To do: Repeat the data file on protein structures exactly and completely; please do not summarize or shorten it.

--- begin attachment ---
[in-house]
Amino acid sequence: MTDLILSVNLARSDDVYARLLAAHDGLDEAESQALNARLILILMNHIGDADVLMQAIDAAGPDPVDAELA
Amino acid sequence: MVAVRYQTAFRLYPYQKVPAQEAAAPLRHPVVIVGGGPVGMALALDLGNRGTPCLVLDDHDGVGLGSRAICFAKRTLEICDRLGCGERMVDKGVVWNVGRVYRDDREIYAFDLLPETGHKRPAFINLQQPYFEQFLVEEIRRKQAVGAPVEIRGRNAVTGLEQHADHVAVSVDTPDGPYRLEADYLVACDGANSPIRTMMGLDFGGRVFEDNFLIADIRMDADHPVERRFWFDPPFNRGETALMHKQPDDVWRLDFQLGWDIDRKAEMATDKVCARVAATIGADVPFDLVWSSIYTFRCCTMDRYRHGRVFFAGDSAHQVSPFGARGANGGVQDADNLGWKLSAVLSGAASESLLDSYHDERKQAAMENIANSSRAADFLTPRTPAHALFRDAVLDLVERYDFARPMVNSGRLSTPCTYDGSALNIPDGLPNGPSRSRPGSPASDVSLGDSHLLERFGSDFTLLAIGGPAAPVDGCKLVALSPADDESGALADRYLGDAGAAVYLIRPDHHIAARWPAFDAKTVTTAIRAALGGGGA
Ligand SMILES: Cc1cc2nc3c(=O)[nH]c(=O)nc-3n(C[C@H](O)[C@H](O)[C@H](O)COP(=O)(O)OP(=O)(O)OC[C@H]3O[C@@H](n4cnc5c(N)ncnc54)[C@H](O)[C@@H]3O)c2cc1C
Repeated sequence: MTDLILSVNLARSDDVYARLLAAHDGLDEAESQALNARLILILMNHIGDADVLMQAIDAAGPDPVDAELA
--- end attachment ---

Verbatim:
[in-house]
Amino acid sequence: MTDLILSVNLARSDDVYARLLAAHDGLDEAESQALNARLILILMNHIGDADVLMQAIDAAGPDPVDAELA
Amino acid sequence: MVAVRYQTAFRLYPYQKVPAQEAAAPLRHPVVIVGGGPVGMALALDLGNRGTPCLVLDDHDGVGLGSRAICFAKRTLEICDRLGCGERMVDKGVVWNVGRVYRDDREIYAFDLLPETGHKRPAFINLQQPYFEQFLVEEIRRKQAVGAPVEIRGRNAVTGLEQHADHVAVSVDTPDGPYRLEADYLVACDGANSPIRTMMGLDFGGRVFEDNFLIADIRMDADHPVERRFWFDPPFNRGETALMHKQPDDVWRLDFQLGWDIDRKAEMATDKVCARVAATIGADVPFDLVWSSIYTFRCCTMDRYRHGRVFFAGDSAHQVSPFGARGANGGVQDADNLGWKLSAVLSGAASESLLDSYHDERKQAAMENIANSSRAADFLTPRTPAHALFRDAVLDLVERYDFARPMVNSGRLSTPCTYDGSALNIPDGLPNGPSRSRPGSPASDVSLGDSHLLERFGSDFTLLAIGGPAAPVDGCKLVALSPADDESGALADRYLGDAGAAVYLIRPDHHIAARWPAFDAKTVTTAIRAALGGGGA
Ligand SMILES: Cc1cc2nc3c(=O)[nH]c(=O)nc-3n(C[C@H](O)[C@H](O)[C@H](O)COP(=O)(O)OP(=O)(O)OC[C@H]3O[C@@H](n4cnc5c(N)ncnc54)[C@H](O)[C@@H]3O)c2cc1C
Repeated sequence: MTDLILSVNLARSDDVYARLLAAHDGLDEAESQALNARLILILMNHIGDADVLMQAIDAAGPDPVDAELA